ERE-383 #77

ERE 383 #77
Rebuild of 4-bolt main GM 350 with LE heads & Cam

500hp @ 5600rpm, 514tq @ 4100rpm!!!!

We are starting with a pretty good running 350LT1, (4-bolt mains).  It already has a nice set of LE heads and an LE camshaft.  Attempting to figure out why the motor had a noise at high rpm and lacked the full power punch that was expected of it.  Also converting to a 383 stroker while she is here at the shop.

Crane gold 1.6 ratio self-aligning rockers with 7.2" pushrods.  Nice components.  The poly-locks look to be just barely threaded on the stock rocker studs.  (No-harm no foul).  I tested the thread engagement and it's about 5 threads.  Taller rocker studs will be needed.

The self-aligning rockers need a lot of valve tip in order to keep from hitting the retainer or keeper.  This looks ok but very close to hitting.

The rocker poly-lock nut slightly rubbed each rocker but eventually clearanced itself.  This is pretty common and again no harm-no-foul.

Each valve retainer had slight witness marks from hitting the rockers, (probably happened at high rpm).  This would cause the rattle sound.  Nothing is broken or overly worn but I'm sure eventually a rocker would have fallen off the stud or a spring would have broken.

There is a bit of fine metal pooled in the lifter valley that probably came from the rockers and valve retainers.  All of the lifters looked good visually except #1 intake lifter was difficult to remove from the lifter bore.  Some valve float pounding?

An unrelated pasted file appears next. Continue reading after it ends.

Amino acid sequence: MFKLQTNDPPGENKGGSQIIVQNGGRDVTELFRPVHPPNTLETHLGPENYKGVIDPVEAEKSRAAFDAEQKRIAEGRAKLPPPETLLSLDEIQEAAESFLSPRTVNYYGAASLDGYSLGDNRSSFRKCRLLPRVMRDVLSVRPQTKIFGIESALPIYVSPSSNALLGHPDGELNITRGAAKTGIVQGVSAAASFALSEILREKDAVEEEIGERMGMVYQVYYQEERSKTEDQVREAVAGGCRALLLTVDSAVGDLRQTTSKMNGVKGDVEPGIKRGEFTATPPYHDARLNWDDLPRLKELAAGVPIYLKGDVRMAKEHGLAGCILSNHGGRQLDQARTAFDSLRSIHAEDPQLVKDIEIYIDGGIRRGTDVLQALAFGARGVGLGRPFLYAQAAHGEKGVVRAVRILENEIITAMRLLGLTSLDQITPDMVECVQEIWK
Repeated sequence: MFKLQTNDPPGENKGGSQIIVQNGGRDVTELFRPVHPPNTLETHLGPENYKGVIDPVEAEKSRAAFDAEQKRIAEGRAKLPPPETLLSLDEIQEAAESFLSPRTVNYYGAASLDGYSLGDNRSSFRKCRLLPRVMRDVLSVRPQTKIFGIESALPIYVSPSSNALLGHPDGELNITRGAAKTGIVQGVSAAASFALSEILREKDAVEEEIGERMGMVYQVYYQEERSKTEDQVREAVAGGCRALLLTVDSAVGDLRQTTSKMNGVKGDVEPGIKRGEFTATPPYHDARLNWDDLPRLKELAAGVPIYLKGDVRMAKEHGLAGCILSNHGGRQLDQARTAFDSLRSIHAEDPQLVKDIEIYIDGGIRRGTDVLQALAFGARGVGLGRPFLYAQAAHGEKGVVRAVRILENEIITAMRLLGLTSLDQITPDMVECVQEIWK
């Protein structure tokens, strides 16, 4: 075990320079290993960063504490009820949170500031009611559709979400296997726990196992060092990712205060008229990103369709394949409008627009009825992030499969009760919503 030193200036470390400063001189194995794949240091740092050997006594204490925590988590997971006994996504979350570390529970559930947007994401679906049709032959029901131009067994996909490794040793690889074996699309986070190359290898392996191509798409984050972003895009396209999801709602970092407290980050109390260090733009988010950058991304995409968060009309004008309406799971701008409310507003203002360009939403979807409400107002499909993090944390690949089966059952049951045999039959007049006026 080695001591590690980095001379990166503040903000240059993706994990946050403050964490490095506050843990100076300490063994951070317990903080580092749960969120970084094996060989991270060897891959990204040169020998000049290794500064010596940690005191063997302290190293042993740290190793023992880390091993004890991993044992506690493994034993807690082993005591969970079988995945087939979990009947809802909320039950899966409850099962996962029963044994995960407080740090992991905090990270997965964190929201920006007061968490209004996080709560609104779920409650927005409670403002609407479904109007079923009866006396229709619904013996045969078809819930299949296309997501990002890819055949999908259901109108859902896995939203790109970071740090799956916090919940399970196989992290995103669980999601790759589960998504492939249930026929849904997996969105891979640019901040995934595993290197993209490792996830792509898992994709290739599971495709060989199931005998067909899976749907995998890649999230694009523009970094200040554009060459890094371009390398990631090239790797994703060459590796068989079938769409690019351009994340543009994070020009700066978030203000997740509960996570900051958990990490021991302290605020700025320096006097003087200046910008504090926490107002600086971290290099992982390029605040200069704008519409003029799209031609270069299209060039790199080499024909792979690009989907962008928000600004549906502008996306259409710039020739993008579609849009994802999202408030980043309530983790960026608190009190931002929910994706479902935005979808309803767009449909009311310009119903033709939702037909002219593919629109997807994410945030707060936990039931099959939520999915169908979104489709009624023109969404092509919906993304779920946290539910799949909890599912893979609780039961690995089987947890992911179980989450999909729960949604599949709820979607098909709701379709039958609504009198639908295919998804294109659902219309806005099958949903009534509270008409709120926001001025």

The combustion chambers look excellent!!

Pistons and bores look good too.  No oil burning.

The oil pan looks great!  No debris what-so-ever.

I don't know this label but it's probably GMPP replacement 4-bolt block lingo.

This would not be from the factory...the HV oil pump.

It's a very nice bottom end.

I'm happy to see the builder has the windage tray installed.  The HV oil pump is prone to cavitation but the windage tray will certainly minimize the risk.

The pump had the 3/4" pickup RTV'ed in place and you could easily move it and pull it out.  But the system worked.  The bottom end looks to be in good shape.  The pickup stayed in place until I pulled it.  I have installed pickups like this in the past but with 3M boat calking.

Nice 4-bolt mains.  Rods were balanced by evidence of the buffing on the lower cap.  
Next on the to-do list is to get the block to the machine shop and order a 383 rotating assembly.

Upon further tear-down and inspection we find #1 intake and exhaust cam lobe wiped.  That is the cause of all the fine debris.  The lifters were ok.  Maybe a soft cam core?

Oh boy!  I've never seen this before.  The builder installed all of the right side pistons/rods backward.  #2,4,6,8 were facing forward.  The piston dots were facing rearward.  But this error did not seem to cause any damage.  The pistons and rods looked great.  The cylinder bores looked great.  The only problem I can detect with the running of this motor was possible valve float at high rpm and the cam lobe damage.

The crankshaft does not spin freely.  The main bearings must be gummed up or tight.  Upon removing the crankshaft it looks as though the main bearings are scratched up with dirt, (from the cam lobe wipe).
Project moves into the parts combo phase:

Callies 1-piece rear main seal Dragonslayer crankshaft.

Callies 6" Compstar H-beam rods.

Mahle premium D-Dish piston with 1.5mm rings.

Callies has 4 crankshaft on the shelf assigned to me.  Now it's time to call for one and have it balanced.  (1744g).